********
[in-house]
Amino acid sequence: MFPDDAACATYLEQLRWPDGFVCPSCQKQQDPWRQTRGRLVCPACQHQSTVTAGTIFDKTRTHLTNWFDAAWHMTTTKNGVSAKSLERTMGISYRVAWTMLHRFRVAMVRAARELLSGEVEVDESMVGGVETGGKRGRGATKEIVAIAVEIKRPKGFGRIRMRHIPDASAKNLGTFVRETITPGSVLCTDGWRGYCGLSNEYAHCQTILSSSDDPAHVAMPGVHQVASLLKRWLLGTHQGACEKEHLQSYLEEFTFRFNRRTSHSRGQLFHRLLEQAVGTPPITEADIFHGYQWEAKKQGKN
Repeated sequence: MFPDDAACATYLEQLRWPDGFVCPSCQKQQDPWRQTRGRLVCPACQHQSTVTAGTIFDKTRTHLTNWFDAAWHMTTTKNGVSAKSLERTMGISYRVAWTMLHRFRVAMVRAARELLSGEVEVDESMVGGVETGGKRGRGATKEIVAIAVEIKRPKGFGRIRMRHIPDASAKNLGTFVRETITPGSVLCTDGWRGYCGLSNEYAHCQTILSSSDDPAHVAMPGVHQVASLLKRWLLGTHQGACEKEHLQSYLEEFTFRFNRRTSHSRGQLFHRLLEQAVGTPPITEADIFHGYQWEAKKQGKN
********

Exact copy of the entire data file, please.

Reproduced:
[in-house]
Amino acid sequence: MFPDDAACATYLEQLRWPDGFVCPSCQKQQDPWRQTRGRLVCPACQHQSTVTAGTIFDKTRTHLTNWFDAAWHMTTTKNGVSAKSLERTMGISYRVAWTMLHRFRVAMVRAARELLSGEVEVDESMVGGVETGGKRGRGATKEIVAIAVEIKRPKGFGRIRMRHIPDASAKNLGTFVRETITPGSVLCTDGWRGYCGLSNEYAHCQTILSSSDDPAHVAMPGVHQVASLLKRWLLGTHQGACEKEHLQSYLEEFTFRFNRRTSHSRGQLFHRLLEQAVGTPPITEADIFHGYQWEAKKQGKN
Repeated sequence: MFPDDAACATYLEQLRWPDGFVCPSCQKQQDPWRQTRGRLVCPACQHQSTVTAGTIFDKTRTHLTNWFDAAWHMTTTKNGVSAKSLERTMGISYRVAWTMLHRFRVAMVRAARELLSGEVEVDESMVGGVETGGKRGRGATKEIVAIAVEIKRPKGFGRIRMRHIPDASAKNLGTFVRETITPGSVLCTDGWRGYCGLSNEYAHCQTILSSSDDPAHVAMPGVHQVASLLKRWLLGTHQGACEKEHLQSYLEEFTFRFNRRTSHSRGQLFHRLLEQAVGTPPITEADIFHGYQWEAKKQGKN